Humans Saved Again By Our Opposable Thumbs

From a fascinating article on Amazon and its automation vision:

After a customer places an order, a robot carrying the desired item scoots over to a worker, who reads on a screen what item to pick and what cubby it’s located in, scans a bar code and places the item in a bright-yellow bin that travels by conveyor belt to a packing station. AI suggests an appropriate box size; a worker places the item in the box, which a robot tapes shut and, after applying a shipping label, sends on its way. Humans are needed mostly for grasping and placing, tasks that robots haven’t mastered yet.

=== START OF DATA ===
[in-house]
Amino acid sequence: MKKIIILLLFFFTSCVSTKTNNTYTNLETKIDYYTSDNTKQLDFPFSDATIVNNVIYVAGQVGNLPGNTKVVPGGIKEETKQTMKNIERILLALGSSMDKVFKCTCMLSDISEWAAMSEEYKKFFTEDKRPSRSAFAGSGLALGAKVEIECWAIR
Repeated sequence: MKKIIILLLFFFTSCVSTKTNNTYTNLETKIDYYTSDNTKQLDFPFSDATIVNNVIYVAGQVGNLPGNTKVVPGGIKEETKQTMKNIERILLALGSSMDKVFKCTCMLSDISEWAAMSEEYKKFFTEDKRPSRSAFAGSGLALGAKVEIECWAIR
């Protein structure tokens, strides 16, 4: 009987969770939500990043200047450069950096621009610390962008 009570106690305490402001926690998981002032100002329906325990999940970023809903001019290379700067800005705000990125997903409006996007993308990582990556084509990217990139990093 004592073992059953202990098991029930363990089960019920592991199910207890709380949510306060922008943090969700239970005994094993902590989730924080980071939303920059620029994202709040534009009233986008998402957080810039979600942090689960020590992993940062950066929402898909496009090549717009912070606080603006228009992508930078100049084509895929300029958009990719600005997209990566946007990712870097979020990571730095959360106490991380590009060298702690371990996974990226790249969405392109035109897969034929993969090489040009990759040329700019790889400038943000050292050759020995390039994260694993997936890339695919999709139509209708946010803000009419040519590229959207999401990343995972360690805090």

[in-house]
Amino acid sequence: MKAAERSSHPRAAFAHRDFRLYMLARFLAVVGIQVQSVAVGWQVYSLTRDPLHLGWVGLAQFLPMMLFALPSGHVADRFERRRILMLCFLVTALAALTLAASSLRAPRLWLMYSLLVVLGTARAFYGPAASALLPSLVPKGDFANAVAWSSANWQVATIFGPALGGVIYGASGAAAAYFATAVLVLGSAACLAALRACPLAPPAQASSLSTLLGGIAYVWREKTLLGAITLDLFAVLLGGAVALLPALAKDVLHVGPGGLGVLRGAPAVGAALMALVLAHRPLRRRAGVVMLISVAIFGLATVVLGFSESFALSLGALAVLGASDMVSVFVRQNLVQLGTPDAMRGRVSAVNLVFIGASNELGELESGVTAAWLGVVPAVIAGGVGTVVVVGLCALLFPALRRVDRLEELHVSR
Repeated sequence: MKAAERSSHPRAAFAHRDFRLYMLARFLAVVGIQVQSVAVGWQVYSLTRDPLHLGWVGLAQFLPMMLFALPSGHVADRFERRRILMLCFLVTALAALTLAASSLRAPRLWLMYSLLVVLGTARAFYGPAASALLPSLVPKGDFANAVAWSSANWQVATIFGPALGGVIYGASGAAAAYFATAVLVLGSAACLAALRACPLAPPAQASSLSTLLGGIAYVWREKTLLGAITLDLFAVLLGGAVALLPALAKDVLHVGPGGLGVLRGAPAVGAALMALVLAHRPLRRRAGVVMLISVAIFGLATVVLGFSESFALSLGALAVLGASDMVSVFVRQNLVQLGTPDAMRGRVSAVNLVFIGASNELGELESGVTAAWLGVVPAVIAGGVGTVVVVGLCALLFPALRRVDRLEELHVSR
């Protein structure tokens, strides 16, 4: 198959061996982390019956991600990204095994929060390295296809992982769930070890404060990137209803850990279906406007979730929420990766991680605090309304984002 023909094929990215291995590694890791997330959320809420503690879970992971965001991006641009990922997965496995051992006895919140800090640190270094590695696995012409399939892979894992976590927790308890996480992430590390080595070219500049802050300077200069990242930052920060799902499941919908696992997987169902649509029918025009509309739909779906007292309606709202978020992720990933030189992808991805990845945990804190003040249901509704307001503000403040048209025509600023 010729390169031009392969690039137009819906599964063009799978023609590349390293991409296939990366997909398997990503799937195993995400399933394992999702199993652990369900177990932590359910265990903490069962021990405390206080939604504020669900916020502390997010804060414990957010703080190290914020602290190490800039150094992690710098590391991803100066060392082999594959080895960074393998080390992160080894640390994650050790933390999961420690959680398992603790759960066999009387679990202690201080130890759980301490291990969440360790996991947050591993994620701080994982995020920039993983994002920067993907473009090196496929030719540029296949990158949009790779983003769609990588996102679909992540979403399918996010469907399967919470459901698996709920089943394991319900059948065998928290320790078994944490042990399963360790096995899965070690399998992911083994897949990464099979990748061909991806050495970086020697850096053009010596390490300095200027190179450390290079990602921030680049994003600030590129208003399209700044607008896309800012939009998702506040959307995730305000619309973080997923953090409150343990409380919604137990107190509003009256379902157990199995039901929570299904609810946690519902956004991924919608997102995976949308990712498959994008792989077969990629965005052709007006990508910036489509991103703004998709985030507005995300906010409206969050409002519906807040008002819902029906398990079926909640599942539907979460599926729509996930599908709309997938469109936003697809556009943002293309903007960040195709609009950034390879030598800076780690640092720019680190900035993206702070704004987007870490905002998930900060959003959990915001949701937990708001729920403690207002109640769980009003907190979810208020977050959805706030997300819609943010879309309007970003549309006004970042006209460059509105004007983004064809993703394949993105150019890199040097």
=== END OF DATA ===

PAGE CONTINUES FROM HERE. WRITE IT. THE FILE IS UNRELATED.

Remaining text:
Amazon’s robots signal a sea change in how the things we buy will be aggregated, stored and delivered. The company requires one minute of human labor to get a package onto a truck, but that number is headed to zero. Autonomous warehouses will merge with autonomous manufacturing and delivery to form a fully automated supply chain.

I got some cr*p on twitter a while back about writing this, but I think it is pretty much vindicated by the "one minute" factoid above:

Amazon likely is being pressured by the tightening labor market to raise wages anyway.  But its call for a general $15 minimum wage is strategically brilliant.  The largest employers of labor below $15 are Amazon's retail competitors.  If Amazon is successful in getting a $15 minimum wage passed, all retailers will see their costs rise but Amazon's competition will be hit much harder.